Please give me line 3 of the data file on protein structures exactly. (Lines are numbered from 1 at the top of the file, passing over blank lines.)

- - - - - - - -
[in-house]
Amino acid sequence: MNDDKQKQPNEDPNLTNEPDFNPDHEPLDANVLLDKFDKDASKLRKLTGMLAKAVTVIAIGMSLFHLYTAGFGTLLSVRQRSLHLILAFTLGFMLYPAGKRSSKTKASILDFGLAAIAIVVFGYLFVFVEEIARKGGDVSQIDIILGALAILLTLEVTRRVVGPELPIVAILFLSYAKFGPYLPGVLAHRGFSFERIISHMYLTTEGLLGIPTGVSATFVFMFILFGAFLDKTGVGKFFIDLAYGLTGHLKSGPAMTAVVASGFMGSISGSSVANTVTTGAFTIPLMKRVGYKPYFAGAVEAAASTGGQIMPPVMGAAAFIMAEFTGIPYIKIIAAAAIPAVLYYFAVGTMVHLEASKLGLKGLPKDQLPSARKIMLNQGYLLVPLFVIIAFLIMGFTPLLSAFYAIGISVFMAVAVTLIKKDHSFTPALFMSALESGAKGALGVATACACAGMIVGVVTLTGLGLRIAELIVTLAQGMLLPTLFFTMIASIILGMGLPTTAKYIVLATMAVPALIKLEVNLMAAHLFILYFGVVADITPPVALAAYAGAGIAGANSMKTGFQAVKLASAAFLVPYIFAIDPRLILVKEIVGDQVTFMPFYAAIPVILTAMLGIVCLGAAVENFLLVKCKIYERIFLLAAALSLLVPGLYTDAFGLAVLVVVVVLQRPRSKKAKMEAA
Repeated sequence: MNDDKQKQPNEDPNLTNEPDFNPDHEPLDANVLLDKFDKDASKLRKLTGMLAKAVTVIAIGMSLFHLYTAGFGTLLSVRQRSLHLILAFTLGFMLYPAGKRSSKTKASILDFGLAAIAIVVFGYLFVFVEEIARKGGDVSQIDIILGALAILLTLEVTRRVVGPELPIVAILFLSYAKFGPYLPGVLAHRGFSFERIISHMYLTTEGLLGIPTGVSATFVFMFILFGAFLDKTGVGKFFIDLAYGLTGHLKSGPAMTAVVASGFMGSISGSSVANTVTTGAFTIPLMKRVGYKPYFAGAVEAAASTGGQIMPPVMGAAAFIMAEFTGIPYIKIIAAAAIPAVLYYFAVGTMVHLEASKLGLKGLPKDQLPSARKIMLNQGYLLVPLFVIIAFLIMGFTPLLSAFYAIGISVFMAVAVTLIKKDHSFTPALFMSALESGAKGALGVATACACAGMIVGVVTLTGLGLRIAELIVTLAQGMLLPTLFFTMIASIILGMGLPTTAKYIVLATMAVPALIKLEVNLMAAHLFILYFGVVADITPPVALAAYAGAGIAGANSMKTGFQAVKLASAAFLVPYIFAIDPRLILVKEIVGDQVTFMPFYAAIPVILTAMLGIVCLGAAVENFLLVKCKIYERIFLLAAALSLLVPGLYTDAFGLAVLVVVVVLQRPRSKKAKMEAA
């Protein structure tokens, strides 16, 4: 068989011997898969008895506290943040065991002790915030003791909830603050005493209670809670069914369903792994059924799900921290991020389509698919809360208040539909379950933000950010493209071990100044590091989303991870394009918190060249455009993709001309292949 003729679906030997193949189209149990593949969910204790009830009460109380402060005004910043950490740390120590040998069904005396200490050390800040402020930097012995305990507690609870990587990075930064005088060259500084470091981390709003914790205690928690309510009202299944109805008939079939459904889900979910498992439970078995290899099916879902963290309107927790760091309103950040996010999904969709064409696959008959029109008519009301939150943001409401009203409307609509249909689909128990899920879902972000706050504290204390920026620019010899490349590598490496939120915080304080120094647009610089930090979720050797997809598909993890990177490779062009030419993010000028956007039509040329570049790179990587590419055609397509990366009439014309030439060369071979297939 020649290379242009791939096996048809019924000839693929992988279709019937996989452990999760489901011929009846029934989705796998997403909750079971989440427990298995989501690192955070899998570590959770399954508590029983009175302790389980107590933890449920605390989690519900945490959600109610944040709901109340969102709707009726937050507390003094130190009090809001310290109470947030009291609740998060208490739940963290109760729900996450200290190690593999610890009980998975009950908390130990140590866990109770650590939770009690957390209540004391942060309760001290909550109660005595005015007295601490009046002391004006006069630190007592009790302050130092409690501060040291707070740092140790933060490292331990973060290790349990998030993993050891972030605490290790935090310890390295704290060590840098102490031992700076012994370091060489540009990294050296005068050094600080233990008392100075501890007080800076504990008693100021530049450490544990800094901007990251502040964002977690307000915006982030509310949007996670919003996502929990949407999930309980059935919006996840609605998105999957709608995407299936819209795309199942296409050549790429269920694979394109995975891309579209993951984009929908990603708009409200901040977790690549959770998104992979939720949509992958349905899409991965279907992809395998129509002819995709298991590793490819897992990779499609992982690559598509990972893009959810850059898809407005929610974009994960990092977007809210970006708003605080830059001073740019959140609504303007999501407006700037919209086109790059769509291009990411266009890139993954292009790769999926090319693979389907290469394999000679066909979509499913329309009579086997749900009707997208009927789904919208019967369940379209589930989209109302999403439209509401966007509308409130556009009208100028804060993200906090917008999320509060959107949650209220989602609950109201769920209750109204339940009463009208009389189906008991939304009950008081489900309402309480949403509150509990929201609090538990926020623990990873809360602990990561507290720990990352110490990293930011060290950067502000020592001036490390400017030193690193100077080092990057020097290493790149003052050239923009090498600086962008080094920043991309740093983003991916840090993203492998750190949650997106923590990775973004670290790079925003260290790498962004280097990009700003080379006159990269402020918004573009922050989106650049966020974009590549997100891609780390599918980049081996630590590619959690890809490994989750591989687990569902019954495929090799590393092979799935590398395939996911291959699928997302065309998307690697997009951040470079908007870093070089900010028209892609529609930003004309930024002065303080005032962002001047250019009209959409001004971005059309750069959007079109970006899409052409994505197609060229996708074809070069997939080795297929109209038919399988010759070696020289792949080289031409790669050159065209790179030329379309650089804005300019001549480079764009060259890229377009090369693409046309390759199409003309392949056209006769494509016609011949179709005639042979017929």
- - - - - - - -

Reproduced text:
Repeated sequence: MNDDKQKQPNEDPNLTNEPDFNPDHEPLDANVLLDKFDKDASKLRKLTGMLAKAVTVIAIGMSLFHLYTAGFGTLLSVRQRSLHLILAFTLGFMLYPAGKRSSKTKASILDFGLAAIAIVVFGYLFVFVEEIARKGGDVSQIDIILGALAILLTLEVTRRVVGPELPIVAILFLSYAKFGPYLPGVLAHRGFSFERIISHMYLTTEGLLGIPTGVSATFVFMFILFGAFLDKTGVGKFFIDLAYGLTGHLKSGPAMTAVVASGFMGSISGSSVANTVTTGAFTIPLMKRVGYKPYFAGAVEAAASTGGQIMPPVMGAAAFIMAEFTGIPYIKIIAAAAIPAVLYYFAVGTMVHLEASKLGLKGLPKDQLPSARKIMLNQGYLLVPLFVIIAFLIMGFTPLLSAFYAIGISVFMAVAVTLIKKDHSFTPALFMSALESGAKGALGVATACACAGMIVGVVTLTGLGLRIAELIVTLAQGMLLPTLFFTMIASIILGMGLPTTAKYIVLATMAVPALIKLEVNLMAAHLFILYFGVVADITPPVALAAYAGAGIAGANSMKTGFQAVKLASAAFLVPYIFAIDPRLILVKEIVGDQVTFMPFYAAIPVILTAMLGIVCLGAAVENFLLVKCKIYERIFLLAAALSLLVPGLYTDAFGLAVLVVVVVLQRPRSKKAKMEAA